Kant is the philosophical focus and historical pivot of my work. I am drawn to the rigour demanded by his critique of reason’s metaphysical claims and the humility demanded by his pursuit of the limits of human cognition. I am fascinated by how Kant adopts skeptical doubts raised by empiricism to redeem the metaphysical hopes of rationalism and how his earliest readers redefine critique to avoid certain results of his idealism, especially his restriction of cognition to appearances.
My work positions Kant in relation to the systematic ambitions he provokes in Fichte and Hegel and to the philosophers of finitude he inspires in the wake of German idealism, principally Schelling. I have published articles and chapters that draw out Kant’s sensitivity to skepticism and tolerance for contingency in transcendental logic, and the responses this inspires. Papers in History of Philosophy Quarterly, Dialogue, Idealistic Studies, Continental Realism and its Discontents, and Skepticism: Historical and Contemporary Inquiries (which I co-edited for Routledge) portray Kant as committed to a humanist realism for which reason’s deductive powers have brute limitations. This commitment spurs the German idealists to transform the idea of deduction and to systematize logic, as I show in The Significance of Indeterminacy, which then incites Schelling’s investigation into the limits of logic and deduction by brute facts about time, the will, and existence, as I show in Analecta Hermeneutica, Idealistic Studies, and Schelling’s Philosophy (which I am editing for Oxford UP). My Humboldt and SSHRC postdoctoral research makes explicit the Kantian roots of Schelling’s critique of Fichte and Hegel (Rethinking Kant, Critique in German Philosophy, Palgrave Schelling Handbook) and explicates his adoption of aspects of Spinoza’s monism (Northern European Journal of Philosophy, Comparative and Continental Philosophy). I will soon unite strands of this research for a monograph on Kant’s thing-in-itself, German idealism, and mortality.
Thematizing reason’s limitations by brute facts is often associated with 19th-century thinkers like Schopenhauer, Kierkegaard, Nietzsche, and Marx. Such a picture neglects their debt in this regard to Schelling, still largely unread by post-Kantian scholars. This picture thereby fails to trace Schelling’s philosophy of finitude to some of its sources in Kant. My work fills these lacunae by exploring the relation between the facticity or bruteness of the conditions of experience and reason’s anti-skeptical need to deduce their necessity. To register this need, we must first wake from the uncritical slumber of ordinary practices and pervasive dogmas—a process of enlightenment of whose contingency and fragility Kant is explicit, hence his plea for the continual scrutiny of reason’s public use and his arguments for reason’s guidance by regulative ideas. Similarly for Schelling and for the philosophers of finitude who cut branching paths after Kant, a Copernican turn is not a finished fact: a truly critical philosophy must subject itself to endless critique.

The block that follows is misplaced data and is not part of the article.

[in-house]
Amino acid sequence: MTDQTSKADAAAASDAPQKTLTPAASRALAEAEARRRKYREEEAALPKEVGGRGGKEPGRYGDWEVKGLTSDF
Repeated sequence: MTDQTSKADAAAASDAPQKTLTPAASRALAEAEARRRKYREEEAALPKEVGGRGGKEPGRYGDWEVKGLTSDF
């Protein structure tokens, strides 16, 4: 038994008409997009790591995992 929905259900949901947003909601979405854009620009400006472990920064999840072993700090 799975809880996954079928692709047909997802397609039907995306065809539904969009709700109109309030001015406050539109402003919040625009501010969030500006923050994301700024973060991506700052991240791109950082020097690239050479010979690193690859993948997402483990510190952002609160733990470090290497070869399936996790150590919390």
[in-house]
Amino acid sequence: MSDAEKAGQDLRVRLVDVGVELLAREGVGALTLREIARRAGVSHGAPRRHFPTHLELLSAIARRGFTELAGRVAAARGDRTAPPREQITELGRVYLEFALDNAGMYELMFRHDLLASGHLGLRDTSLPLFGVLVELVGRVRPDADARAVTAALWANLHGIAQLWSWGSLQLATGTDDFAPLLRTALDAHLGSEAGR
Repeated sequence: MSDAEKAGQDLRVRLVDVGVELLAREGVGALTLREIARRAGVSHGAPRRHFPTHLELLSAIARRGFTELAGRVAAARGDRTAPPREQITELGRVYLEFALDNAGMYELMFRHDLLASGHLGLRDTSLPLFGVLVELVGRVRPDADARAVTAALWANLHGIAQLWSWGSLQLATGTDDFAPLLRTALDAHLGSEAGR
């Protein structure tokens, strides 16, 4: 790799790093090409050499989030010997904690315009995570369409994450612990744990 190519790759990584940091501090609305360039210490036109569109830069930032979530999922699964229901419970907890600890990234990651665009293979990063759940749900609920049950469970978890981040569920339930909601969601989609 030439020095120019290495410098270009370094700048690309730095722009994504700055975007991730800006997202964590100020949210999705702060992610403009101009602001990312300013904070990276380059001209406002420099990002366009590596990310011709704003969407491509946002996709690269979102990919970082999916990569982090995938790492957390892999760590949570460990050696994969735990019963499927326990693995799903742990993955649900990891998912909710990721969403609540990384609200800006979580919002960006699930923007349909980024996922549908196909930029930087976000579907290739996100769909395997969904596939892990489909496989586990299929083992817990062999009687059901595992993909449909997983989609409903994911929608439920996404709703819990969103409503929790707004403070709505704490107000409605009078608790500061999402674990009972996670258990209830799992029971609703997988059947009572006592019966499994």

My current project is a book-length study entitled Facticity and the Fate of Reason. It begins with a question concerning Kant’s critical turn. What is the relation between the restriction of reason to possible experience and the fact that the conditions of experience, while necessary according to the peculiar constraints of transcendental logic, are contingent according to the weaker constraints of general logic? How does Kant’s diagnosis of the misuses of reason relate to his admission that the conditions of experience are anthropically necessary yet ultimately radically contingent features of our standpoint, brute facts with no further ground in an absolute principle of reason? What, in other words, is the connection between a critique of reason and facticity? I will answer this question by (1) explicating Kantian facticity with an analysis of Kant’s subordination of the principles of general logic to ‘the principle of synthetic judgment’ and (2) investigating Fichte and Hegel’s project of removing facticity from critical philosophy through the systematic derivation of the necessity of experiential conditions from absolute reason alone. Here, I will account for Schelling’s role as internal critic of German idealism, focusing on his argument for the contingency of reason’s inescapable presuppositions: an absolute notion of reason displaces rather than settles the question of the necessity of experiential conditions, for any notion of reason depends on the value we contingently place on it. Schelling’s insight has the advantage of emphasizing what originally motivates Kant’s deduction: critique. Only by interrogating reason’s presuppositions is deduction fully self-critical.
Clarifying Kantian facticity will provide the conceptual and historical background for my next project, a book-length study of the genesis, development, and connection of two terms coined at the close of the 18th century: nihilism and facticity. These terms denote problems that impact the course of 19th-century thought and strikingly bear out the significance of Kantian facticity. After tracing these terms to their origins in Jacobi and Fichte, I will explore the threat that nihilism poses to Dilthey’s influential attempt to provide a historical foundation for the human sciences (using Nietzsche as an important contrast case) and the threat that facticity poses to Lotze’s equally formative project of grounding human and natural sciences in logic (which will facilitate the rise of classical phenomenology).